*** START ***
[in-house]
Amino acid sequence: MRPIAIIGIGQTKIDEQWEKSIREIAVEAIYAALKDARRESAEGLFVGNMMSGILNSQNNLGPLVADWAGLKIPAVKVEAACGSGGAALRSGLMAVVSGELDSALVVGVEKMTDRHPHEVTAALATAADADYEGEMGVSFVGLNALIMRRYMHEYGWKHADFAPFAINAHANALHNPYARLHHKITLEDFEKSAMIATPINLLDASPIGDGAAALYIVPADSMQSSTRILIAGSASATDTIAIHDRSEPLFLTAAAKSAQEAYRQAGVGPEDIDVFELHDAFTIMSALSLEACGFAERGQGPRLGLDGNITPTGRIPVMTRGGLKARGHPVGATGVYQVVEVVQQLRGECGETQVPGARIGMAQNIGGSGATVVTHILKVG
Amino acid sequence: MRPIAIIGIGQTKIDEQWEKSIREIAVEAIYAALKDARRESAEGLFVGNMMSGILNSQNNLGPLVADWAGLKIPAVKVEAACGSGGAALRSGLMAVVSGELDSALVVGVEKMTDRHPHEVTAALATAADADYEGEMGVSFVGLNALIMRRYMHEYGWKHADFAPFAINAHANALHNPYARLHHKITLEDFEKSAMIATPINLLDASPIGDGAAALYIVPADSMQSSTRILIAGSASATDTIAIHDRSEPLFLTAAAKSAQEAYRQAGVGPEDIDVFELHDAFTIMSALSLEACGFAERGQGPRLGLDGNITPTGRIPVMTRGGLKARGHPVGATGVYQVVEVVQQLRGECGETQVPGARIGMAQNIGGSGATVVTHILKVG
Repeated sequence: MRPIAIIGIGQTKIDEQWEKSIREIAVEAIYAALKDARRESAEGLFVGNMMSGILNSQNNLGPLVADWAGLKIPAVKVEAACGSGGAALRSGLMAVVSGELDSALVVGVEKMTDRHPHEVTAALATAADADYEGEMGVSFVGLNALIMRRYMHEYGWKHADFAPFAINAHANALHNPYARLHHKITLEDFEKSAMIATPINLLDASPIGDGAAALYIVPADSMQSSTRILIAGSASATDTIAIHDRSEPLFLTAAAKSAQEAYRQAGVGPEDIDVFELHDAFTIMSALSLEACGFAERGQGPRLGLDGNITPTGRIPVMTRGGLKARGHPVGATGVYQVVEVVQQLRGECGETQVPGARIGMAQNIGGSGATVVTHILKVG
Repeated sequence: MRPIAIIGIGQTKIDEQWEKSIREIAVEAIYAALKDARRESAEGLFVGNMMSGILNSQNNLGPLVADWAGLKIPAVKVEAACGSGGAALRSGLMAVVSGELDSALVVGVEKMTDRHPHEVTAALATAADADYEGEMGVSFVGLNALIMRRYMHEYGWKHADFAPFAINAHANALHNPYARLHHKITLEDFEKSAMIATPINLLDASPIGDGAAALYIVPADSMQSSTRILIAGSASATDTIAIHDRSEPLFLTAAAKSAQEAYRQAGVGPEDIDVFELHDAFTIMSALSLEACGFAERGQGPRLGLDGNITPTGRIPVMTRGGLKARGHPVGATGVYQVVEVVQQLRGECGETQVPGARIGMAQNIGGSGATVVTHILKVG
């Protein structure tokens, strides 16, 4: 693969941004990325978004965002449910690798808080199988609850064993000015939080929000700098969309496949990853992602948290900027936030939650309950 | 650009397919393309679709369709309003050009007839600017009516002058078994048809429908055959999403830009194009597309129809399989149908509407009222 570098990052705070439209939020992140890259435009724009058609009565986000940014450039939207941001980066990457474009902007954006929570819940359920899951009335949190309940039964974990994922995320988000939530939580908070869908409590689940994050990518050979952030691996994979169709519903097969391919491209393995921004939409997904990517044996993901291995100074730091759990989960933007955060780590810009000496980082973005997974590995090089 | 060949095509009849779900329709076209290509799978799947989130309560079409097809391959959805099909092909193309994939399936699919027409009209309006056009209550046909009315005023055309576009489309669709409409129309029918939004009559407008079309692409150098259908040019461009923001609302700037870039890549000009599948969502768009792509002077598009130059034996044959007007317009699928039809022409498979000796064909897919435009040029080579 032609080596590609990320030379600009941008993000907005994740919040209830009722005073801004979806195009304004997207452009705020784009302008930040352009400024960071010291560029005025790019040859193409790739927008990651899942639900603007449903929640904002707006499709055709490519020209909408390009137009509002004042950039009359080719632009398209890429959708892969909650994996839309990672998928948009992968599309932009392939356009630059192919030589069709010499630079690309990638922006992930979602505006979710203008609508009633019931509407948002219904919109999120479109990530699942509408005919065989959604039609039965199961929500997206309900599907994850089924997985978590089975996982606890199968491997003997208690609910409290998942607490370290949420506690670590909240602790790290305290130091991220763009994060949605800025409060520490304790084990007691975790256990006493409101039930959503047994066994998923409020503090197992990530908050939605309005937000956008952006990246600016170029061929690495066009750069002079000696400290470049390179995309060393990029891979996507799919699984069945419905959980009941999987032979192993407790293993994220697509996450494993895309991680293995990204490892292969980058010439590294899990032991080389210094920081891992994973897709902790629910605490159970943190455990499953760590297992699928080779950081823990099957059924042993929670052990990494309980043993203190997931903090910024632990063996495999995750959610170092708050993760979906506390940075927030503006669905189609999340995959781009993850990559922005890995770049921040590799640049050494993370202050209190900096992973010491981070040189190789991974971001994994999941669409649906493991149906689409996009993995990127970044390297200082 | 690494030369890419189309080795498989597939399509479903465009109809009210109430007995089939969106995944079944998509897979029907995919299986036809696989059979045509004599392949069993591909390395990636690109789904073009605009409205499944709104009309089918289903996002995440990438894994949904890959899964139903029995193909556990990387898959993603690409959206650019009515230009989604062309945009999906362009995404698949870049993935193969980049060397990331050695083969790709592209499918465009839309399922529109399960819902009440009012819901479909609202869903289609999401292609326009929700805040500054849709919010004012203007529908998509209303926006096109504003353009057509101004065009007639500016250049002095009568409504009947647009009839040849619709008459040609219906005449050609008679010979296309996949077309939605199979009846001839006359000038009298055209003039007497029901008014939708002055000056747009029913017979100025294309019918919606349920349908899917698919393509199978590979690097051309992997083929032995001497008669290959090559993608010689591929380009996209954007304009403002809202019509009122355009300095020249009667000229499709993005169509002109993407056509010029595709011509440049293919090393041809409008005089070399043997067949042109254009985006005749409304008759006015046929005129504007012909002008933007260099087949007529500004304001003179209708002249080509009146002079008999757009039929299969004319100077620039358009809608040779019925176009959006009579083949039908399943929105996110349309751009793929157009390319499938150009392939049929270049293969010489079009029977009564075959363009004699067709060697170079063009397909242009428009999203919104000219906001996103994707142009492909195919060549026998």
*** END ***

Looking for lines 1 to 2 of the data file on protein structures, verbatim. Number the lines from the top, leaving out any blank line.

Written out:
[in-house]
Amino acid sequence: MRPIAIIGIGQTKIDEQWEKSIREIAVEAIYAALKDARRESAEGLFVGNMMSGILNSQNNLGPLVADWAGLKIPAVKVEAACGSGGAALRSGLMAVVSGELDSALVVGVEKMTDRHPHEVTAALATAADADYEGEMGVSFVGLNALIMRRYMHEYGWKHADFAPFAINAHANALHNPYARLHHKITLEDFEKSAMIATPINLLDASPIGDGAAALYIVPADSMQSSTRILIAGSASATDTIAIHDRSEPLFLTAAAKSAQEAYRQAGVGPEDIDVFELHDAFTIMSALSLEACGFAERGQGPRLGLDGNITPTGRIPVMTRGGLKARGHPVGATGVYQVVEVVQQLRGECGETQVPGARIGMAQNIGGSGATVVTHILKVG